In my previous post I explained how my deep interest in the medieval period was precipitated by becoming engrossed in the subject of the status of my home village at the time of the Domesday Survey (tiny acorns and mighty oaks, I know). Take a step further back and it becomes the case that I wouldn’t have even been sat in the garden at that moment – or at least not with a head filled with thoughts of eleventh-century local history – were it not for the influence of Time Team and so by extension the work of Mick Aston, who died a few days ago.
I never met Prof. Aston, though I did have half a chance once a few years ago. It was my birthday and my girlfriend at the time was indulging me with a day out in York. We were in the city’s archaeology centre at the same time as Mick – I seem to recall he was giving a talk later on that day or the next, but tickets were sold out and already he was the centre of much attention, too much to warrant hovering around on the off-chance. In retrospect, this was a shame, not least since I had a winning gambit of having received as a present that day his and Christopher Gerrard’s write-up of the Shapwick Project. It’s a book that I heartily recommend for all those interested in landscape archaeology and related disciplines, as I would wager it’s the most detailed study of a single English parish ever published. Indeed, it contains such a dizzying breadth and depth of information that I’ve only been able to dip into it here and there, though I hope this is understood as the roundabout compliment it was intended to be!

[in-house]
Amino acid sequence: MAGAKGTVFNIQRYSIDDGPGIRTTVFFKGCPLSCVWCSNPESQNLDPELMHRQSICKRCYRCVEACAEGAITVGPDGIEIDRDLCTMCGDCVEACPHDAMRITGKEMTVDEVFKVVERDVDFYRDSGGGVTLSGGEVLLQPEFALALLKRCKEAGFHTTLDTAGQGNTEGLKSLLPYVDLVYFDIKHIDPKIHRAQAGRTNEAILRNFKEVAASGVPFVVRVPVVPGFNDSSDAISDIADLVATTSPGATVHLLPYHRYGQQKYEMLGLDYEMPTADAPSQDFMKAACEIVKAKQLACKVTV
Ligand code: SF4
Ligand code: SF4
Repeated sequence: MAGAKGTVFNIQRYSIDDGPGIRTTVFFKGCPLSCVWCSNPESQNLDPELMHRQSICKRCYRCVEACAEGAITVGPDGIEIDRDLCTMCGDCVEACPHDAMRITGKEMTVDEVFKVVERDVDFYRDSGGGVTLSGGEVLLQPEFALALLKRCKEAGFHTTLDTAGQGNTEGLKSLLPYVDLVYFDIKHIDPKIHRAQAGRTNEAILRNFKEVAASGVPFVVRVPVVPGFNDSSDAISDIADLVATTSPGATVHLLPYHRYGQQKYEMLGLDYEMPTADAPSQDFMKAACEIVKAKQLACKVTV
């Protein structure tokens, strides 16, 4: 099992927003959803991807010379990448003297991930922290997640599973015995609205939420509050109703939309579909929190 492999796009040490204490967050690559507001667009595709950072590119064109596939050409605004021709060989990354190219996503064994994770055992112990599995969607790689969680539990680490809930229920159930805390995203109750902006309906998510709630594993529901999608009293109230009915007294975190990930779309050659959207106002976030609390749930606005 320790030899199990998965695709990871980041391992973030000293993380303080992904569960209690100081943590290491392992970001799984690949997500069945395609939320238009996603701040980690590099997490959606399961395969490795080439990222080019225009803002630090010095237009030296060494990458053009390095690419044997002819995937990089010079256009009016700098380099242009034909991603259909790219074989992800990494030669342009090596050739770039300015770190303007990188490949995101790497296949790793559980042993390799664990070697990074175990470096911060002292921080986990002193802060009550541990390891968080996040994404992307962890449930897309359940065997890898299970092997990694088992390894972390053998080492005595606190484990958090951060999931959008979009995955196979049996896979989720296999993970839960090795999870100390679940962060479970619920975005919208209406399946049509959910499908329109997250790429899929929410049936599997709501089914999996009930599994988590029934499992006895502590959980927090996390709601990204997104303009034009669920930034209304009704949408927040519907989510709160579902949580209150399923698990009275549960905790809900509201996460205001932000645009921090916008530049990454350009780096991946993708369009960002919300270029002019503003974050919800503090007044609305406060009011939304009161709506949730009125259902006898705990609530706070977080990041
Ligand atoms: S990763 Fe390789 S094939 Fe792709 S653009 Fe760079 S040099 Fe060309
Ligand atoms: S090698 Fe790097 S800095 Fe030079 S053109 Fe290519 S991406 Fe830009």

Many of the lessons learned from Shapwick have caused me to reconsider or refine elements of my own similar – but in every way inferior – investigations in Puttenham parish. As it happens I have nearly finished writing a summary of my findings after less-than-constant research spread over a period of ten years – the same length of time as the Shapwick Project – which will be posted under the Puttenham tab as soon as the paint has dried. Of course, Prof. Aston had many research interests besides landscape archaeology and television as a means for promoting and propagating archaeology in Britain and beyond. Some of his greatest achievements were in the field of monastic archaeology – exemplified by his book Monasteries in the Landscape – and so in a way it’s fitting (if wholly coincidental) that the most recent addition to the Work tab is a short update to my ‘Mercian markets…’ piece in which I assess the applicability of Richard Hodges’ monastic cities model to the documented monasteries of late-eigthth and early-ninth century Surrey. Think I might treat myself to an ep or two of Time Team on 4OD in bed later when I’m done writing, perhaps from among the really early ones when you could get away with being a lot less “telegenic” and a lot more intellectual than is the norm these days. Cheers Mick.